Xavier Rolet, the former CEO of London Stock Exchange Group, jumped into the boom of “blank check” companies. But instead of going public in London at his former employer, the special purpose acquisition company (SPAC) he joined raised funds in New York.
“The US market is really the market that knows how to gauge future growth,” he said in a phone interview. And regarding SPACs: “It’s a structure that gives you the speed, the ability to invest and helps convert and monetize some promising private companies that have successfully positioned themselves to take advantage of technological changes in a post-Covid world,” Rolet said.
SPACs have been on fire in the United States, bringing in more money last year than in the entire previous decade. They are called “blank check” companies because they get funds from investors in an IPO go out and find promising investment targets. And while Rolet thinks SPACs will remain popular in the US, he says there will have to be changes in Europe before tech investment catches up across the Atlantic. The United States had more than 190 SPAC deals last year, according to Refinitiv data. Europe had three.
Rolet is one of the directors of Golden Falcon Acquisition Corp., a SPAC which raised $300 million on the New York Stock Exchange late last year and focuses on tech and fintech targets based in Europe, Israel, the Middle East or North America, according to a filing. Makram Azar, a former executive of British bank Barclays and private equity firm KKR, is the chief executive of Golden Falcon.
SPACs have been around for years, but their popularity has exploded along with a wider frenzy in IPOs. After raising funds through a public offering, the funds are held in a trust account, where they can typically remain for 18-24 months while the SPAC looking for an acquisition. Shareholders can vote against the deal if they don’t like it and get their money back. Investors may receive interest on their funds during research.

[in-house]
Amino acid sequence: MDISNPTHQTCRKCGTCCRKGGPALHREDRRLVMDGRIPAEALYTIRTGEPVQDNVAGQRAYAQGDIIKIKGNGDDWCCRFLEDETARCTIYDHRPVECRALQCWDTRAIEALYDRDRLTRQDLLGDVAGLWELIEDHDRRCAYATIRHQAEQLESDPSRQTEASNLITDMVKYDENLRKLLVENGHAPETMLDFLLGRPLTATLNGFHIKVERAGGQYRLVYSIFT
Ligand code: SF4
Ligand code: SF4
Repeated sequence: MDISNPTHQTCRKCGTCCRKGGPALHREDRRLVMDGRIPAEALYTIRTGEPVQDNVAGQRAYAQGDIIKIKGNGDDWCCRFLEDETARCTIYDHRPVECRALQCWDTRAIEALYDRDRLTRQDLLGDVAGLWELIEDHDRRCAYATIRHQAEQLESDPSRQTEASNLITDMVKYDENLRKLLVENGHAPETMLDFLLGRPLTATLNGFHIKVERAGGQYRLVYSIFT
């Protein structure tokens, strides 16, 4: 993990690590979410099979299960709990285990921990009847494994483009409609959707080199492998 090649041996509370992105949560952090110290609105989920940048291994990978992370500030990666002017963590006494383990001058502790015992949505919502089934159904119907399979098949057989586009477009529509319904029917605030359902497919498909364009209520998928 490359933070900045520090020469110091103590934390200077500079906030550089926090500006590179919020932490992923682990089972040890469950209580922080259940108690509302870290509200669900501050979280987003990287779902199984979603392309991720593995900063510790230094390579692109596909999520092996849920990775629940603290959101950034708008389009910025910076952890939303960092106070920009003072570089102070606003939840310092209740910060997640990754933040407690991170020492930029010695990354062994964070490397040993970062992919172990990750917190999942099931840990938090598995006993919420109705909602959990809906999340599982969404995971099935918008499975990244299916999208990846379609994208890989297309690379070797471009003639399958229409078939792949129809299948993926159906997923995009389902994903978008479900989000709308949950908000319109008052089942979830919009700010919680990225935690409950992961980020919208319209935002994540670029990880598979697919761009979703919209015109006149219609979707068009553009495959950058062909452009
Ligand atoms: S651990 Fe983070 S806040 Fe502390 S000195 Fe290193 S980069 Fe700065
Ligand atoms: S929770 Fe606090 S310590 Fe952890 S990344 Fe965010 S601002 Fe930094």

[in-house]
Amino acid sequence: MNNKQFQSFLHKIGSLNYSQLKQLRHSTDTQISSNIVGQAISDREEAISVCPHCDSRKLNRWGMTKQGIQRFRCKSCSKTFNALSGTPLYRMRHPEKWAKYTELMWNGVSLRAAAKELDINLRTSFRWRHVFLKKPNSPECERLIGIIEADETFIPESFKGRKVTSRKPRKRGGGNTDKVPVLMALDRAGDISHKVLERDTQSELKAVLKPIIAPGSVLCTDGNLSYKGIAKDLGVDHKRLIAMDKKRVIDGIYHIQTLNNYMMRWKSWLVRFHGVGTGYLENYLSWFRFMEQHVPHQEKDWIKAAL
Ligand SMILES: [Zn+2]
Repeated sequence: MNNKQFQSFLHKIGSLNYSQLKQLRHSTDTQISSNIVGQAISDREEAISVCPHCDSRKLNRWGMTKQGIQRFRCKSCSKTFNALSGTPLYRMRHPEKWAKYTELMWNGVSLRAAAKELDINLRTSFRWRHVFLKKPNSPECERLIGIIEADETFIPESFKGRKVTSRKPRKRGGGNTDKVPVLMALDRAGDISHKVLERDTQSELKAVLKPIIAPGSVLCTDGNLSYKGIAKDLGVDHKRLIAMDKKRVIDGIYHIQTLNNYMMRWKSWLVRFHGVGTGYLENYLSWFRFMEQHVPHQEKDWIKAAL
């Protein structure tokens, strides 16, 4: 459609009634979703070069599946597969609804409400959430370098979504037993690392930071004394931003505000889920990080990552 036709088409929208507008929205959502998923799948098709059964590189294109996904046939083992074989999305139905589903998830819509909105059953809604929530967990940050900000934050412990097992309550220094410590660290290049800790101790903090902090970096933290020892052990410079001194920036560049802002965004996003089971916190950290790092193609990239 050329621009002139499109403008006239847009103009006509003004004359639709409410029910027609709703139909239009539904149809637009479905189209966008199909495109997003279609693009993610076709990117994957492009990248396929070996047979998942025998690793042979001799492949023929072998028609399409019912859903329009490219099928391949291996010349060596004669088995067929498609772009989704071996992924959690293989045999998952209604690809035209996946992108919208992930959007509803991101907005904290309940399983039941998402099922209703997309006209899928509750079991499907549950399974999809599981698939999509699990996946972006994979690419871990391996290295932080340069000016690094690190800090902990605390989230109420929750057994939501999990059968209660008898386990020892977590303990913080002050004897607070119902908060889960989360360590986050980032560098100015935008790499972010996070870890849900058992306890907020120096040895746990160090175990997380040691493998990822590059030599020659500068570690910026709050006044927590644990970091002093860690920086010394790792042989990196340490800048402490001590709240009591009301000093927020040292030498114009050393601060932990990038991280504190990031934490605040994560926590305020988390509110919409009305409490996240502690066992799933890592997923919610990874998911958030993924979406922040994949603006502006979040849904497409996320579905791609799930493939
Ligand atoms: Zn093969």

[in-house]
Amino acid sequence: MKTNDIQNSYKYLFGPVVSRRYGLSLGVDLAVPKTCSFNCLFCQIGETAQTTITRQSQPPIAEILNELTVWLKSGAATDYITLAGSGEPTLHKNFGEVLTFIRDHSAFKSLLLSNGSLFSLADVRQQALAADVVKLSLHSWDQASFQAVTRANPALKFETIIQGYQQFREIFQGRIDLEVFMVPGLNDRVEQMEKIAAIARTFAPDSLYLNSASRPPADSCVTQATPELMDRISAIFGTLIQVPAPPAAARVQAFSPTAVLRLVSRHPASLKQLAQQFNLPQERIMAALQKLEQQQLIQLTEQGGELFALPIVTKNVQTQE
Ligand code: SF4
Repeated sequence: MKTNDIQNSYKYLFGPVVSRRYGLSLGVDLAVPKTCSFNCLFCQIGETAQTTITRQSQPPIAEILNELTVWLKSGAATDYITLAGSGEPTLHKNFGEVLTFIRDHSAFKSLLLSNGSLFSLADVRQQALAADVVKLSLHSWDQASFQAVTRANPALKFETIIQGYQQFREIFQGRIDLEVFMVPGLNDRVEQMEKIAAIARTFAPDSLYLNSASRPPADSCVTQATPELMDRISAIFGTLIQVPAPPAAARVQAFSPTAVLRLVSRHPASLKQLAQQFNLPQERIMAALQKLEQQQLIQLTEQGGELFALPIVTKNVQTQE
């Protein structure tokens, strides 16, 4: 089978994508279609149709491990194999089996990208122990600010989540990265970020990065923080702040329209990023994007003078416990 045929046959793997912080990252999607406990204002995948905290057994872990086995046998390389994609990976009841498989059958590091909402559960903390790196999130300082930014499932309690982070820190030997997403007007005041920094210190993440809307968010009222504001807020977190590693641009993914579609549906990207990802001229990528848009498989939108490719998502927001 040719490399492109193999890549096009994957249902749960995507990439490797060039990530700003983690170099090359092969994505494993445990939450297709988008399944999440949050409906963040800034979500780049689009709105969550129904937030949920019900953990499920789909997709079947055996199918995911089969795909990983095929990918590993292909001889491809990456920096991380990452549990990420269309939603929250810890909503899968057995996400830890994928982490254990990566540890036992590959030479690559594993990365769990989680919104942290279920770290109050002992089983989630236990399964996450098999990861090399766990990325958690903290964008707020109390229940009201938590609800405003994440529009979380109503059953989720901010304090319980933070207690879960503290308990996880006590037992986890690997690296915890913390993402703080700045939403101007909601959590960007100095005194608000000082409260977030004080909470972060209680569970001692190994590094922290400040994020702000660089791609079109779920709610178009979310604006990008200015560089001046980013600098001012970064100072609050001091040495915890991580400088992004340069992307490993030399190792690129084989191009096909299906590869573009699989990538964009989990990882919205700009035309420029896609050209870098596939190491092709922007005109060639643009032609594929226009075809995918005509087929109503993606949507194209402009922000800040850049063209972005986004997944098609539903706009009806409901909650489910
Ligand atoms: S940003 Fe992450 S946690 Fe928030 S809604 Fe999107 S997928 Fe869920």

SPACs haven’t always been a good deal for people betting on them—research suggests that many end up trading for less than their IPO price. Typically, they are structured in such a way that the management team gets shares that dilute investors’ participation, and investment banking fees also eat away at their investment. That said, blank check companies have lately attracted high-society management teams with Fortune 500 leadership experience. Harvard Law research indicates that transactions sponsored by higher quality managers tend to perform better, and some recent structures have been more investor friendly.
Why Europe doesn’t have a SPAC boom
But Rolet, a Frenchman who started his career in finance at Goldman Sachs, doesn’t think Europe will get its own SPAC boom for tech companies until there are regulatory and tax changes.
“Europe just doesn’t have the equity capital markets that understand and value innovation appropriately,” Rolet said. “And as a result, it continues to suffer significantly in terms of retention of tech companies because they have an easier time growing in the United States.”